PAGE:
[Gambas-user] Network Programming

John Dovey dovey.john at gmail.com
Tue May 18 16:43:38 CEST 2021

On Tue, 18 May 2021 at 09:25, T Lee Davidson <t.lee.davidson at gmail.com>

> Inline.
> On 5/18/21 3:10 AM, John Dovey wrote:
> > I created this as a separate class in my project and instantiated the
> class from my main form. When I close my main form, the
> > program doesn’t. What do I need to do to kill the class?
> Gambas does not automatically close open sockets when a program
> terminates. You will have to explicitly call
> ServerSocket.Close(). Perhaps in a subroutine in the class like:
> Public Sub CloseServer()
>    If Srv Then ' Make sure object exists (or perhaps: If Not IsNull(Srv)
> Then)
>      Srv.Close()
>    End If
> End
> Perfect. I changed my Form_Close() to include the lines
If Server Then ' From:  Static Server As ClsServer
  End If
That works perfectly.

> > Also, I’m bother by the use of “LAST”. My concept is that I was wanting
> to have the server accept connections as they arrive,
> > and then manage the full session with the client, but the LAST is
> confusing me. Do I need to track the socket object as a list
> > of “connections”?
> The socket objects representing connections to unique clients are
> contained in an array of objects (ie. the Clients object
> array). When a connection request is received, a unique socket is created
> with ServerSocket.Accept() and is added to the Clients
> array (list?) with Clients.Add(); one socket per unique client. All the
> sockets created are attached to the "Socket" event
> observer. [http://gambaswiki.org/wiki/comp/gb.net/serversocket/accept]
> When a message is received from a client, the Socket_Read() event handler
> is triggered. Now, since we don't know exactly which
> client sent the message, we can use the Last keyword which represents
> whichever server socket received the current message from
> its connected client. And since Last, in this case, is a handle on a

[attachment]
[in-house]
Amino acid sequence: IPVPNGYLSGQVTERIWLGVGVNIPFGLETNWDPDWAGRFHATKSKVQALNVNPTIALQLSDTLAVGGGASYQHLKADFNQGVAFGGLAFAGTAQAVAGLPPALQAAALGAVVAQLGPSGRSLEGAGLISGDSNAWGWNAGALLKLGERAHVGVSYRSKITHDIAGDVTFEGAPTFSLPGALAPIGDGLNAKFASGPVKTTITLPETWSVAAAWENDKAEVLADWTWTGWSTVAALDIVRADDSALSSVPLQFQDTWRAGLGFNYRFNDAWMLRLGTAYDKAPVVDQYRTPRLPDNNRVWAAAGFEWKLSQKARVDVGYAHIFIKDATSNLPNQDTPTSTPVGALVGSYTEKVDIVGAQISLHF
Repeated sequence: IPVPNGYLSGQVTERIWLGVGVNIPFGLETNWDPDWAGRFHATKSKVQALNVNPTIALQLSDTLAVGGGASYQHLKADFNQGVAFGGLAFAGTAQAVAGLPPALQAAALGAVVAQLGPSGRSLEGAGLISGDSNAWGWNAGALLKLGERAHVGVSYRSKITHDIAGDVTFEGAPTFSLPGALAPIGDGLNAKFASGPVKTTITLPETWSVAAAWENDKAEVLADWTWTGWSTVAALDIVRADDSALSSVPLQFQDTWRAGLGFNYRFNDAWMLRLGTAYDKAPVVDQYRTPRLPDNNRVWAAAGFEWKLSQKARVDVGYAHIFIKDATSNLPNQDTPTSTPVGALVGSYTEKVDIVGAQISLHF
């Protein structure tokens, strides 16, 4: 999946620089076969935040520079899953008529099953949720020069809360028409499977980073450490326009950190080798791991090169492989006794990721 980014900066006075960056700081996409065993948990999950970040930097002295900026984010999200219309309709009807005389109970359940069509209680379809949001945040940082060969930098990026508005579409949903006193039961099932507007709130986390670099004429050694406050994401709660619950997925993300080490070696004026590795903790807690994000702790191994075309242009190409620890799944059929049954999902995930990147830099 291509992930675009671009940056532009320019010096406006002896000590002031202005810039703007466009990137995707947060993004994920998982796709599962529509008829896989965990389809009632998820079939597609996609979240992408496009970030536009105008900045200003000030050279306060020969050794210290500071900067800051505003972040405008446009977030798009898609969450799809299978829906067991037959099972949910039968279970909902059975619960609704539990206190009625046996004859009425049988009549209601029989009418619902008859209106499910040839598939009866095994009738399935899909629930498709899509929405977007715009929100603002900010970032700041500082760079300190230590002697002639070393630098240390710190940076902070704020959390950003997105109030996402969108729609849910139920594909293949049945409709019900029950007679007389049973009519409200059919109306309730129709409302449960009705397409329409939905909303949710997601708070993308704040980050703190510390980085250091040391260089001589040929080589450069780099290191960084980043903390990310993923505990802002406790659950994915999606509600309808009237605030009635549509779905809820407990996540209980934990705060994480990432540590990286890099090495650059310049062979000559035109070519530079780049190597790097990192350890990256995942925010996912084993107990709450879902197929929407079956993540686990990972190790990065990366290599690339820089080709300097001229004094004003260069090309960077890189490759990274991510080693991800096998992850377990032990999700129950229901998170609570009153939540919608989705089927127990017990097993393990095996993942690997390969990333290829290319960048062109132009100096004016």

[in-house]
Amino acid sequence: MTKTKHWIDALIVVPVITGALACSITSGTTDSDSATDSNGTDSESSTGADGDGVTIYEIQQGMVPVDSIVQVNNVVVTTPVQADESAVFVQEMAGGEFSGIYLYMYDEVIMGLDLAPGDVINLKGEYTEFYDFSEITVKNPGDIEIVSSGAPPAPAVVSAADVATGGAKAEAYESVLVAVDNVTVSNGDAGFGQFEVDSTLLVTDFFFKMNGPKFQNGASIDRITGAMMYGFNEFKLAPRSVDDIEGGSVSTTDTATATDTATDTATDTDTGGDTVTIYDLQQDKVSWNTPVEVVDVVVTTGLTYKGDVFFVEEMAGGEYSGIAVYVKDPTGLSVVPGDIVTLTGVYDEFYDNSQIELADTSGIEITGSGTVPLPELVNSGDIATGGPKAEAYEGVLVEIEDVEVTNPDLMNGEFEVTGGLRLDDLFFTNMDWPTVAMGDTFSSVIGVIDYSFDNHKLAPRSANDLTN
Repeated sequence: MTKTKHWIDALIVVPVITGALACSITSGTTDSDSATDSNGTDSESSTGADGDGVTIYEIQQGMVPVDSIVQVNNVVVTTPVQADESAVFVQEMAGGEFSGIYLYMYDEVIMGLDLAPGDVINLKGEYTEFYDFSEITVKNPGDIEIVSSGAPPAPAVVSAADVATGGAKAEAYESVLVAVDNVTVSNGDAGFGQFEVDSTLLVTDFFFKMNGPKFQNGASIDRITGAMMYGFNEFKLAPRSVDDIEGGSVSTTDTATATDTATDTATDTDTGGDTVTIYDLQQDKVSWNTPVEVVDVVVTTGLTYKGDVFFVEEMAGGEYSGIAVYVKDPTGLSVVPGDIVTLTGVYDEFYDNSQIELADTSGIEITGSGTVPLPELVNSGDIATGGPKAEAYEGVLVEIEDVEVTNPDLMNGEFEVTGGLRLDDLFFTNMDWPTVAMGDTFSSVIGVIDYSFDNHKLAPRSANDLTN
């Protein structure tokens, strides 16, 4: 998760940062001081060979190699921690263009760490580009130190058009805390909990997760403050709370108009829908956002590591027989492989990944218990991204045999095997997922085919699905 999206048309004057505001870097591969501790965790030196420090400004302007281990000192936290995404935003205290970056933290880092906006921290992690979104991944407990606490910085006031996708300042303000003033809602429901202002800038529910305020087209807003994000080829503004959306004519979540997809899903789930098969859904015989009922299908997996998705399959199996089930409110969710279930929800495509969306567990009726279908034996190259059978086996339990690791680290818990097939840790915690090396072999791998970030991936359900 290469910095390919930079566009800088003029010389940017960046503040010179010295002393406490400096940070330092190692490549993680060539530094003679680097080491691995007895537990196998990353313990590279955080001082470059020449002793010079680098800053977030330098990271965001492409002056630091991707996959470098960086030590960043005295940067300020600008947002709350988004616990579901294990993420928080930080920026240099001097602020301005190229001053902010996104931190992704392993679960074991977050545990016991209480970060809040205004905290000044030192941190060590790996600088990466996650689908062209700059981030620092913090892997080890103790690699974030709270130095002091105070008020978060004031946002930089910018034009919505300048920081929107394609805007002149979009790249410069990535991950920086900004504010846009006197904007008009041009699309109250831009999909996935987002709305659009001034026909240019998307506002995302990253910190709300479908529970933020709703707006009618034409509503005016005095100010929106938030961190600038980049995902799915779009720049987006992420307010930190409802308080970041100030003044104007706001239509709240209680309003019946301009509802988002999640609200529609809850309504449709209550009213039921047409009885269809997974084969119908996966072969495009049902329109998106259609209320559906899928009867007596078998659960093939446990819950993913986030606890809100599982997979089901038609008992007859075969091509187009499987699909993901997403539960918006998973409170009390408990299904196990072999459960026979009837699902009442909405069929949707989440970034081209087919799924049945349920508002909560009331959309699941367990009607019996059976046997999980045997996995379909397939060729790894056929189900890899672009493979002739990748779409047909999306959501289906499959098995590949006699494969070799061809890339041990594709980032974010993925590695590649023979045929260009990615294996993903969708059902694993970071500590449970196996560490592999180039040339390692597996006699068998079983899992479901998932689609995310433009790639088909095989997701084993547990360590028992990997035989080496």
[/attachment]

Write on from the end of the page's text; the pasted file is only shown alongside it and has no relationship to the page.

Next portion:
> socket, all the properties and methods of Socket are
> available to us (ie. Last.RemoteHost).
> Thank you for the explanation. I'm going to have to step through my
program in debug mode until I understand exactly what is happening and what
information is stored where, because that's still not entirely clear to me.

> I'm not sure exactly what you mean by, "manage the full session with the
> client." Isn't the function of a chat server to
> basically forward a message sent by one client to all the other clients?
> What management of individual clients would be necessary?
I'm not quite sure what would be "necessary". That's what I'm trying to
figure out.  One aspect of where I'm heading is to have the server accept a
remote connection, then spawn off a brand new form which will echo locally
what is happening on the remote. The idea I have here, and I'm really
stumbling in the dark, is I'd like to have a client-server setup where I
can generate cairo commands on the server and send them to the remote
client where they would be rendered. I want to also render them locally so
that I can send (on the client's request) an SVG/PNG/PDF version of what's
been rendered. I did something similar many years ago using Winsock
connections, but there I had to maintain my own in-memory table of
connections etc.

To start with, I'd like to be able to just Telnet to the port I'm listening
on, receive a text menu, and then send a menu choice and have the server
respond depending on that choice. I'll figure it out eventually.

Thanks again for all your help.
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